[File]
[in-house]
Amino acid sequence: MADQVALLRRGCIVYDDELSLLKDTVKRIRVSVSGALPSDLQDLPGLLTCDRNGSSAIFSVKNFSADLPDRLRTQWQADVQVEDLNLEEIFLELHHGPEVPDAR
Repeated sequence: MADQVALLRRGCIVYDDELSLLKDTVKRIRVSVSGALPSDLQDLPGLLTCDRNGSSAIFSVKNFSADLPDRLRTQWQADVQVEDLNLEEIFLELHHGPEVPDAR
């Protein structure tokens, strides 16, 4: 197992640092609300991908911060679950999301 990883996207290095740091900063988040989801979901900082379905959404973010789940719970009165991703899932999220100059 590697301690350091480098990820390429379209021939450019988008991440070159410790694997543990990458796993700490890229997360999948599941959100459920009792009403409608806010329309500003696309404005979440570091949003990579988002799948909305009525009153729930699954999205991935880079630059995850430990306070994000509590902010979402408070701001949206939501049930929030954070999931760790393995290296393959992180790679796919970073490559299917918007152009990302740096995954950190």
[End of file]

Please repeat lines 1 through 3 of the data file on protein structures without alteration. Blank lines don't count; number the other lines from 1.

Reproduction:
[in-house]
Amino acid sequence: MADQVALLRRGCIVYDDELSLLKDTVKRIRVSVSGALPSDLQDLPGLLTCDRNGSSAIFSVKNFSADLPDRLRTQWQADVQVEDLNLEEIFLELHHGPEVPDAR
Repeated sequence: MADQVALLRRGCIVYDDELSLLKDTVKRIRVSVSGALPSDLQDLPGLLTCDRNGSSAIFSVKNFSADLPDRLRTQWQADVQVEDLNLEEIFLELHHGPEVPDAR